Water flows Thursday from an aging culvert that steers Peabody Creek into Port Angeles Harbor. (Keith Thorpe/Peninsula Daily News)

Water flows Thursday from an aging culvert that steers Peabody Creek into Port Angeles Harbor. (Keith Thorpe/Peninsula Daily News)

105-year-old Port Angeles culvert in need of repairs

City to seek funding for $3.5 million in upgrades

PORT ANGELES — A 105-year-old culvert under the heart of Port Angeles is in need of $3 million in repairs, the City Council heard this week.

The city will seek state funding to upgrade the 1,007-foot-long Peabody Creek culvert after a consultant completes a hydraulic analysis and preliminary design in 2020.

The City Council voted 6-0 Tuesday to award a not-to-exceed $149,942 professional services agreement with Parametrix Inc. to complete the hydraulic analysis and preliminary design.

High tide in Port Angeles Harbor backs up against the aging Peabody Creek outflow culvert at the foot of Lincoln Street on Thursday. (Keith Thorpe/Peninsula Daily News)

High tide in Port Angeles Harbor backs up against the aging Peabody Creek outflow culvert at the foot of Lincoln Street on Thursday. (Keith Thorpe/Peninsula Daily News)

The Peabody Creek culvert runs under the Texaco gas station parking lot at 210 E. First St. before making a 45-degree turn at South Lincoln Street.

The creek runs north under Lincoln Street through the downtown area and enters Port Angeles Harbor between City Pier and The Landing mall.

“This culvert has a high potential for structural failure,” City Engineer Jonathan Boehme told the City Council on Tuesday.

“It’s hard to even imagine what would happen if that culvert all of a sudden collapsed, so that’s why we really need to start thinking about how we are going to move forward.”

The city culvert is partially owned by the state Department of Transportation because it runs under a section of Lincoln Street that also serves as U.S. Highway 101.

Boehme displayed photos taken from inside the cracked 10-foot-wide, eight-foot tall concrete-reinforced pipe.

The brick-lined culvert was built during the downtown regrade — or Sluicing the Hogback — in 1914.

“You think about a 100-year lifespan of a culvert, that’s pretty good,” Boehme said.

Peabody Creek originally ran at an angle through downtown Port Angeles toward Valley Creek. It was re-routed under Lincoln Street as part of the downtown regrade.

City officials began regular inspections of the structurally-deficient culvert in 2005, Boehme said.

“That’s when we learned that the bottom of the culvert was beginning to erode out,” Boehme said.

“We had missing bricks. … If you were to step down in that water, you would sink down to your knees.”

Boehme said the “plot thickened” in 2012 when a 280-square-foot, eight-foot-deep sinkhole formed at South Lincoln and First streets.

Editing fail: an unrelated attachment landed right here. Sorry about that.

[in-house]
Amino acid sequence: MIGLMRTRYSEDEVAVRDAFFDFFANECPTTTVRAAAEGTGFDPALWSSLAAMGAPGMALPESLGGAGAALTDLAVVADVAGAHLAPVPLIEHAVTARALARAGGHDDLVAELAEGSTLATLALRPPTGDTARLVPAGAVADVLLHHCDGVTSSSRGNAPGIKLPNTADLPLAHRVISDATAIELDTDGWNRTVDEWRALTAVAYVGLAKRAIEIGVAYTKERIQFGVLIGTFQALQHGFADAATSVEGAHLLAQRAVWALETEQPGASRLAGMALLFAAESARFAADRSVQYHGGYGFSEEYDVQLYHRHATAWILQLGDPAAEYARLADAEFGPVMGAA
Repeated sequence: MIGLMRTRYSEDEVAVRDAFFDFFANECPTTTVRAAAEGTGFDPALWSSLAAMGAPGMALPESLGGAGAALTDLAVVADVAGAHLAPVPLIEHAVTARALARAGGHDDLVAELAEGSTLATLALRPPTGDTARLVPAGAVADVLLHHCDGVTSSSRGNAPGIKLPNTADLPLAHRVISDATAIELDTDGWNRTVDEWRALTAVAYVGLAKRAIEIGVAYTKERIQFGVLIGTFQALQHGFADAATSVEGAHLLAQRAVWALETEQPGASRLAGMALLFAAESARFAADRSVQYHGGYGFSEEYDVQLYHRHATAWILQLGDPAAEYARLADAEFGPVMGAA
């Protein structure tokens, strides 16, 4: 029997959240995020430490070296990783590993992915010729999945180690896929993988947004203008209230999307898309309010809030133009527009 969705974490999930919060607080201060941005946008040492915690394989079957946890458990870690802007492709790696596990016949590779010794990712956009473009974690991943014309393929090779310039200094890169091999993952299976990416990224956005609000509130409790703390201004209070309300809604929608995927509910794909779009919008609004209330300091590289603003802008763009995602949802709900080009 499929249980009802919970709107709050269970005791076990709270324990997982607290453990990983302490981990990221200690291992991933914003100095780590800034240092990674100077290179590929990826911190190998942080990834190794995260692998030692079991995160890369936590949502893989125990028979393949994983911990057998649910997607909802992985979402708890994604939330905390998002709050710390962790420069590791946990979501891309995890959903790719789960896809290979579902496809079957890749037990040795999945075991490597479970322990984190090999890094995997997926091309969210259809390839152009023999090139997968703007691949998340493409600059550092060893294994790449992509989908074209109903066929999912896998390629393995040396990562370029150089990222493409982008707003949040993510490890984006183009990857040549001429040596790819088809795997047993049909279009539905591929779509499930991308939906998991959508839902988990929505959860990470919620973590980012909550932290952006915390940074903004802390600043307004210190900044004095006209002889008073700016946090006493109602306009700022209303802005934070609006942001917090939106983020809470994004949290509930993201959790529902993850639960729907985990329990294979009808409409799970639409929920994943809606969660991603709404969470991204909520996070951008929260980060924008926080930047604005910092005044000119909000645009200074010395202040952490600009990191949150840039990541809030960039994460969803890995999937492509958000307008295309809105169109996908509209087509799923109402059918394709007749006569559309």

A state Department of Transporation crew filled the sinkhole with controlled density fill, or CDF, Boehme said.

The city used ground-penetrating radar to find four other voids near the culvert in 2014.

This photo, provided by the city of Port Angeles, shows the construction of the culvert north at the intersection of Front and Lincoln streets in May 1914.

This photo, provided by the city of Port Angeles, shows the construction of the culvert north at the intersection of Front and Lincoln streets in May 1914.

Peabody Creek is on a state fish passage injunction list but is considered a low priority because of limited habitat upstream, Boehme said.

There are other fish-blocking culverts on Peabody Creek at Peabody Street, Fifth Street, Eighth Street and Park Avenue.

City planners are considering Ennis Creek as an alternative for fish passage projects. Ennis Creek has fewer fish-blocking culverts and more available habitat than Peabody Creek.

“There’s certainly a tremendous potential to try to mitigate some of our efforts on Peabody Creek by focusing on some restoration efforts on Ennis Creek,” Boehme said.

“So that’s an avenue we’ll be exploring as we go throughout this work here on the Peabody project.”

Rather than cutting through the middle of Lincoln Street to repair the Peabody Creek culvert, crews will likely use a shotcrete material to repair the pipe from the inside and fill the voids from the top with CDF.

Boehme said the project timeline depends on grant funding.

The city allocated $446,000 to the design phase of the Peabody Creek culvert in its 2020 capital facilities plan.

The city will seek grants to cover the estimated $3 million cost of the Peabody Creek culvert repair.

“The first impressions that were forming in my head was ‘Well, this is really just a Band-Aid,’ ” council member Mike French said after Boehme’s presentation.

“But it also seems like, pragmatically, there’s no cure for Peabody Creek at this point that is practical for us to pursue.”

Boehme said the five creeks that run through Port Angeles add complexity to development and the city’s transportation network.

“But it certainly also provides so much beauty for the city that we live in,” he said.

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Reporter Rob Ollikainen can be reached at 360-452-2345, ext. 56450, or at [email protected].

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